Night Rating


A night rating is often one of the first ratings a private pilot will complete upon licensing, and can open up a whole new world for you.  Whether that means exploring new destinations or getting together with friends over dinner at an airport restaurant, it’s sure to be an adventure you’ll always remember.


A minimum of 20 hours of flight training is required, 10 of which must be night flying, 5 must be dual including a minimum of 2 hours of cross country time.  5 hours must be solo; including a minimum of 10 take-offs and landings.  The remaining 10 hours must be dual instrument training; of which 5 hours can be completed in the simulator.  5 hours of the required 10 hours of instrument time can be obtained from your PPL training.

This program does not require approval under the Private Career Colleges Act, 2005.



The primary flight display shows the basic flight instruments, such as the airspeed indicator, the altimeter, the heading indicator, and course deviation indicator. A small map called the “inset map” can be enabled in the corner. The buttons on the PFD are used to set the squawk code on the transponder. The PFD can also be used for entering and activating flight plans. The PFD also has a “reversionary mode” which is capable of displaying all information shown on the MFD (for example, engine gauges and navigational information). This capability is provided in case of an MFD failure.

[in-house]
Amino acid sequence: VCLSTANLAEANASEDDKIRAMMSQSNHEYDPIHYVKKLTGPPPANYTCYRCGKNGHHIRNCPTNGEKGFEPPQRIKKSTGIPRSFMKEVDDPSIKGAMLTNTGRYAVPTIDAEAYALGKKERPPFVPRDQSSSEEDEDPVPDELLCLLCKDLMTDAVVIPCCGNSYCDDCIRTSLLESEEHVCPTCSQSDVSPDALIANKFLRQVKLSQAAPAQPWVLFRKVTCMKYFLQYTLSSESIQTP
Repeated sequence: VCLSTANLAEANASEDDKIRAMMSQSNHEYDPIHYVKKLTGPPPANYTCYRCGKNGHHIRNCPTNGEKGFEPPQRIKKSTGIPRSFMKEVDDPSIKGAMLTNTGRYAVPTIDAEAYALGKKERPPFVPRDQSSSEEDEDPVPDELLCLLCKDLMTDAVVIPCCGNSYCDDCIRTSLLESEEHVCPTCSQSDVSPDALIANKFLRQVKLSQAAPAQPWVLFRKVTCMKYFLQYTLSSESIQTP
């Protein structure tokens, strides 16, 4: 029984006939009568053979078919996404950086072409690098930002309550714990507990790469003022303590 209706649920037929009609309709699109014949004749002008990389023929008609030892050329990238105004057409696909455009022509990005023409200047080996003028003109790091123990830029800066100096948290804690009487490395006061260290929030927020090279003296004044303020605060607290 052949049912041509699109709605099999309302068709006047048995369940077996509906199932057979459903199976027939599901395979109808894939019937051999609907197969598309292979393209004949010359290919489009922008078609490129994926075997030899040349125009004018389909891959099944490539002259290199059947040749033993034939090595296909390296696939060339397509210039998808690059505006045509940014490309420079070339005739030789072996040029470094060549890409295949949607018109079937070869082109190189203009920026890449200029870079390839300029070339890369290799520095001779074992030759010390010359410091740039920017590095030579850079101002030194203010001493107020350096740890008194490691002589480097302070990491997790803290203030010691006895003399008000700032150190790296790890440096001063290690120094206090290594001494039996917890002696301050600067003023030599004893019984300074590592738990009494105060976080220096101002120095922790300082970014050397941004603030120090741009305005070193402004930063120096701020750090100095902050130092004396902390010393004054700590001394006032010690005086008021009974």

The MFD usually shows engine instrumentation and a moving map.
The multi-function display typically shows a moving map on the right side, and engine instrumentation on the left. Most of the other screens in the G1000 system are accessed by turning the knob on the lower right corner of the unit. Screens available from the MFD other than the map include the setup menus, information about nearest airports and NAVAIDs, Mode S traffic reports, terrain awareness, XM radio, flight plan programming, and GPS RAIM prediction.